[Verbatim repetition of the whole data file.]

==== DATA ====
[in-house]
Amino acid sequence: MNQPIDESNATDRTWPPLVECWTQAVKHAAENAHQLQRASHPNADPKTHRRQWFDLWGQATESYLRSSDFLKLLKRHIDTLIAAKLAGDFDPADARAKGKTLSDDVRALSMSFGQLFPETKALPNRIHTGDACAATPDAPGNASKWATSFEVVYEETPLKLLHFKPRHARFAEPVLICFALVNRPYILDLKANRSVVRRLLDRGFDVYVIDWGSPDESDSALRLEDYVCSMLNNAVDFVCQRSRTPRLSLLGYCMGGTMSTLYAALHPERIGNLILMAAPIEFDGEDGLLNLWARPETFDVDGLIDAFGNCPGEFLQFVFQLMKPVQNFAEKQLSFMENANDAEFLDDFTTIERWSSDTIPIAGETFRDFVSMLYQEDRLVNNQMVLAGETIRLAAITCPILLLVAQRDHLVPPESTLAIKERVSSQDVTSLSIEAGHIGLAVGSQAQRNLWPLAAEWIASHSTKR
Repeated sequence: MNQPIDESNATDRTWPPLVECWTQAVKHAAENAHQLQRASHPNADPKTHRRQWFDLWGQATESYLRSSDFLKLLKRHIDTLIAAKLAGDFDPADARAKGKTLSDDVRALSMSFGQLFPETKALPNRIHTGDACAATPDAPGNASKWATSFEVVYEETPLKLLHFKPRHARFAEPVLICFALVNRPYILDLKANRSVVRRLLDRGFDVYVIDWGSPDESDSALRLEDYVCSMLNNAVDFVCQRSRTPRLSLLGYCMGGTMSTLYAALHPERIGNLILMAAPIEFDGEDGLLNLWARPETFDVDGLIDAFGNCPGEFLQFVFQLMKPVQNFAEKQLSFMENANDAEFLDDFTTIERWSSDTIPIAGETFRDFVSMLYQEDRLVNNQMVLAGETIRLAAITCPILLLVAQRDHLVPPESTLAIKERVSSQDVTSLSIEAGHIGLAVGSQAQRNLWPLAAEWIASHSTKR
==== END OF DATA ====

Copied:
[in-house]
Amino acid sequence: MNQPIDESNATDRTWPPLVECWTQAVKHAAENAHQLQRASHPNADPKTHRRQWFDLWGQATESYLRSSDFLKLLKRHIDTLIAAKLAGDFDPADARAKGKTLSDDVRALSMSFGQLFPETKALPNRIHTGDACAATPDAPGNASKWATSFEVVYEETPLKLLHFKPRHARFAEPVLICFALVNRPYILDLKANRSVVRRLLDRGFDVYVIDWGSPDESDSALRLEDYVCSMLNNAVDFVCQRSRTPRLSLLGYCMGGTMSTLYAALHPERIGNLILMAAPIEFDGEDGLLNLWARPETFDVDGLIDAFGNCPGEFLQFVFQLMKPVQNFAEKQLSFMENANDAEFLDDFTTIERWSSDTIPIAGETFRDFVSMLYQEDRLVNNQMVLAGETIRLAAITCPILLLVAQRDHLVPPESTLAIKERVSSQDVTSLSIEAGHIGLAVGSQAQRNLWPLAAEWIASHSTKR
Repeated sequence: MNQPIDESNATDRTWPPLVECWTQAVKHAAENAHQLQRASHPNADPKTHRRQWFDLWGQATESYLRSSDFLKLLKRHIDTLIAAKLAGDFDPADARAKGKTLSDDVRALSMSFGQLFPETKALPNRIHTGDACAATPDAPGNASKWATSFEVVYEETPLKLLHFKPRHARFAEPVLICFALVNRPYILDLKANRSVVRRLLDRGFDVYVIDWGSPDESDSALRLEDYVCSMLNNAVDFVCQRSRTPRLSLLGYCMGGTMSTLYAALHPERIGNLILMAAPIEFDGEDGLLNLWARPETFDVDGLIDAFGNCPGEFLQFVFQLMKPVQNFAEKQLSFMENANDAEFLDDFTTIERWSSDTIPIAGETFRDFVSMLYQEDRLVNNQMVLAGETIRLAAITCPILLLVAQRDHLVPPESTLAIKERVSSQDVTSLSIEAGHIGLAVGSQAQRNLWPLAAEWIASHSTKR